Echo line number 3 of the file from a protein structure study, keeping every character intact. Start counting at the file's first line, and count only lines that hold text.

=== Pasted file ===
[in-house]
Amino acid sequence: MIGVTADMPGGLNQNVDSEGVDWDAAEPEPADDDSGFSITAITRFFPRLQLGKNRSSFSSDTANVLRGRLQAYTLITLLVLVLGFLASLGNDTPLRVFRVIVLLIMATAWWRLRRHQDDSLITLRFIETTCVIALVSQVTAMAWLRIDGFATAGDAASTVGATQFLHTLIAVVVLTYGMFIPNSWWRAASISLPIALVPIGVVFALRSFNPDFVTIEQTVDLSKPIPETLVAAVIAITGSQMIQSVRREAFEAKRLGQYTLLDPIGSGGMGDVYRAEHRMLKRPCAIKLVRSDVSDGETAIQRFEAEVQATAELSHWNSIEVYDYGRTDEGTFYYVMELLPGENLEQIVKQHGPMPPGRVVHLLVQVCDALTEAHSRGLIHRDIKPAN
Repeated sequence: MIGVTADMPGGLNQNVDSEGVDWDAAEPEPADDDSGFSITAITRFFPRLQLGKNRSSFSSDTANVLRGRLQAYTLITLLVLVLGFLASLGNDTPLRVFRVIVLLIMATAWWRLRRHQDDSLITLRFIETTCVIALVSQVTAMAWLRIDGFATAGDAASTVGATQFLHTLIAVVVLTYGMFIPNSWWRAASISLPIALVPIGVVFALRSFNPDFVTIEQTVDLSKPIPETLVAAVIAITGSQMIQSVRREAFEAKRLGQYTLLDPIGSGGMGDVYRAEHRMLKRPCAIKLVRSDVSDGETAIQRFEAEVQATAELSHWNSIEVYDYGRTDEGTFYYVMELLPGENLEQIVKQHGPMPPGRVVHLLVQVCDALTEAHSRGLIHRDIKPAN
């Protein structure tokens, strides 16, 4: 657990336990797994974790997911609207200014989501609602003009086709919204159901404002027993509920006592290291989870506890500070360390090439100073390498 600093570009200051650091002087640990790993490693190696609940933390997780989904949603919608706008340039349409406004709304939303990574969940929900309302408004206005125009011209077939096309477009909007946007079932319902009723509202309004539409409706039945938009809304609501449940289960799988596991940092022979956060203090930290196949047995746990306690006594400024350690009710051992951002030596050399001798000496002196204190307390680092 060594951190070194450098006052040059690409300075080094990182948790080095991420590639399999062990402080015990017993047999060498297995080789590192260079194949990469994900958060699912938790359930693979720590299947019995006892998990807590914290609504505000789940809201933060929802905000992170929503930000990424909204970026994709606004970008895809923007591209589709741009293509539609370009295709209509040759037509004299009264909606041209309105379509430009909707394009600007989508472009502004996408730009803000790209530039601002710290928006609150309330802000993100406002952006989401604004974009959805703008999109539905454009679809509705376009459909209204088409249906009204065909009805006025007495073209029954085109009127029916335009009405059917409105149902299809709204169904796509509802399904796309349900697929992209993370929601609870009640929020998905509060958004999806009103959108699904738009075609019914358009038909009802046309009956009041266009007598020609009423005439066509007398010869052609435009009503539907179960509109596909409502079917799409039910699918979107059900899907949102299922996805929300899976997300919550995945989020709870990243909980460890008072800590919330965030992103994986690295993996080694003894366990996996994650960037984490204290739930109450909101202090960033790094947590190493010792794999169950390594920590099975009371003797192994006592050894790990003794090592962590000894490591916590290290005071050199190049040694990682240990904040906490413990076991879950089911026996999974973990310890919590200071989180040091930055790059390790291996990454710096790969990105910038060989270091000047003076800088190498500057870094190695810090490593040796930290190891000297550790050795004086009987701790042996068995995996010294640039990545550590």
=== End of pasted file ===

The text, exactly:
Repeated sequence: MIGVTADMPGGLNQNVDSEGVDWDAAEPEPADDDSGFSITAITRFFPRLQLGKNRSSFSSDTANVLRGRLQAYTLITLLVLVLGFLASLGNDTPLRVFRVIVLLIMATAWWRLRRHQDDSLITLRFIETTCVIALVSQVTAMAWLRIDGFATAGDAASTVGATQFLHTLIAVVVLTYGMFIPNSWWRAASISLPIALVPIGVVFALRSFNPDFVTIEQTVDLSKPIPETLVAAVIAITGSQMIQSVRREAFEAKRLGQYTLLDPIGSGGMGDVYRAEHRMLKRPCAIKLVRSDVSDGETAIQRFEAEVQATAELSHWNSIEVYDYGRTDEGTFYYVMELLPGENLEQIVKQHGPMPPGRVVHLLVQVCDALTEAHSRGLIHRDIKPAN